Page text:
Monthly Archives: May 2014

The three things every start-up must focus on

Running a start-up is never easy. There are sales calls, product improvements, customer complaints and cash flow to keep on top of. With so many things going on at once, it is easy to lose sight of your three biggest priorities.

The best way to keep your entrepreneurial vision in sight is to develop habits that will help you stay focused. Here are some suggestions I have learnt that have helped me stay focused amidst the hustle and bustle of managing a startup.

Focus on the core of your business

The most important thing you should focus on is your core offering and whether there is a market for your product. One of the common mistakes is building a product you believe customers will demand, instead of testing what they’ll actually buy. A few years ago we were developing a subscription-based product and thought we knew exactly what the customer wanted. We built the landing page and ecommerce backend along with a full email autoresponder series. Once we pushed the site live we made very few sales.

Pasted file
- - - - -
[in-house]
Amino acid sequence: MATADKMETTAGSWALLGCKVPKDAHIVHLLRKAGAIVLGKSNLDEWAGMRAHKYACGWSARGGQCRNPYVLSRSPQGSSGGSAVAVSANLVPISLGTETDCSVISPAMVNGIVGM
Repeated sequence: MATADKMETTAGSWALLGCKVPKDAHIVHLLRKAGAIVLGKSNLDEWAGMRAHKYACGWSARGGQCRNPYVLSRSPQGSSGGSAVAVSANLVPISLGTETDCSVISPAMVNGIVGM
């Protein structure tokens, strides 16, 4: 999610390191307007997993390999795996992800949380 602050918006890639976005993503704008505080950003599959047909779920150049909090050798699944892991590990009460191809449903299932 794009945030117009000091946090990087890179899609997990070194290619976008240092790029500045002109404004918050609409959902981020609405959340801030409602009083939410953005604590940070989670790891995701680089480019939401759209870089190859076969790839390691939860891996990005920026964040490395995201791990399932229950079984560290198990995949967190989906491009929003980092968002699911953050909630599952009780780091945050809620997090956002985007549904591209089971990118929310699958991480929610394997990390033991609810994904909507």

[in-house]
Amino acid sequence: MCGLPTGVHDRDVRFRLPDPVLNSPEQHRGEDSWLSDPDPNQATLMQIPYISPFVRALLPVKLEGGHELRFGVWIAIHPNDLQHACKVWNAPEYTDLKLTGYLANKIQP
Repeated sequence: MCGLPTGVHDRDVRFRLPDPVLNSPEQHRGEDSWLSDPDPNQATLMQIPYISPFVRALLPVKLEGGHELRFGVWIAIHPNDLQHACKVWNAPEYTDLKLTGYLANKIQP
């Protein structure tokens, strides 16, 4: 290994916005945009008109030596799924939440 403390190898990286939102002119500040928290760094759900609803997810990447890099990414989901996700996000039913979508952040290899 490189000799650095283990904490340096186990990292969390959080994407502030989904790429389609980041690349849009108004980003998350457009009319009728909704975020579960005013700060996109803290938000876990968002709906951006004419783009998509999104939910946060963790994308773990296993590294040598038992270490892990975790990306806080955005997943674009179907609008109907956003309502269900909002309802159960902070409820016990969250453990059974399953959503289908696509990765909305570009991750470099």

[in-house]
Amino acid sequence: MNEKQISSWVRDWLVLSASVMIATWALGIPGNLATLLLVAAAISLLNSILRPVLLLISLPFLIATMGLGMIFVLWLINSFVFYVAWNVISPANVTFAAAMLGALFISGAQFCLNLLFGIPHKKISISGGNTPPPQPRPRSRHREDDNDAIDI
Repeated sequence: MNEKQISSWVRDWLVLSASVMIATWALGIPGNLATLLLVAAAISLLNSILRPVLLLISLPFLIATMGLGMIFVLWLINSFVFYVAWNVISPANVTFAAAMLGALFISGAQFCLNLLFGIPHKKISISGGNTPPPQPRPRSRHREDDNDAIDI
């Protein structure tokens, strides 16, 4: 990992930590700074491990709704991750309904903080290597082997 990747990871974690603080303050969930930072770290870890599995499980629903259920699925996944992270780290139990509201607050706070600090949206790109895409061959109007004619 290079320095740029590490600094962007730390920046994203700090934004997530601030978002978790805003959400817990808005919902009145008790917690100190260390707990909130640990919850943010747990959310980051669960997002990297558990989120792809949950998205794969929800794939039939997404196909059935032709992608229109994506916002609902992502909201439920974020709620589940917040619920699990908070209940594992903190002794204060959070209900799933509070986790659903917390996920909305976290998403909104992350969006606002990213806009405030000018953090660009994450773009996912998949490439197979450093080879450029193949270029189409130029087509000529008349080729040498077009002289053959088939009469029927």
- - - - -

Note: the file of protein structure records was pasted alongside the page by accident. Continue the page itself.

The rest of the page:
Instead of building everything before launching, we should have tested first. That way we could have worked out our customers’ preferences before creating the product. At the same time, review your market size to ensure it’s large enough to provide sizeable revenue.

Focus on growing revenue

Starting a business is exciting and many entrepreneurs devote too much time on the “creative” aspects of the business like website design or building out the feature list instead of activities that will bring in revenue. Getting in front of potential customers, working out what they’ll buy, and delivering it is critical. You have to develop a clear plan for driving revenue, even if the cost of sales in the early days is higher than expected.

Focus on moving your business forward

At the beginning of each day, the key question I ask myself is “what do I need to do today to move my business forward?” For me, this often means working through uncomfortable tasks such as making unpleasant telephone calls or forecasting the next month’s cash flow. After the day is done, make another list of the three things you need to do for the next day, so you’ll come to work prepared and ready to roll.

This post was originally published on BRW, a leading business magazine examining the trends and opportunities shaping Australian business.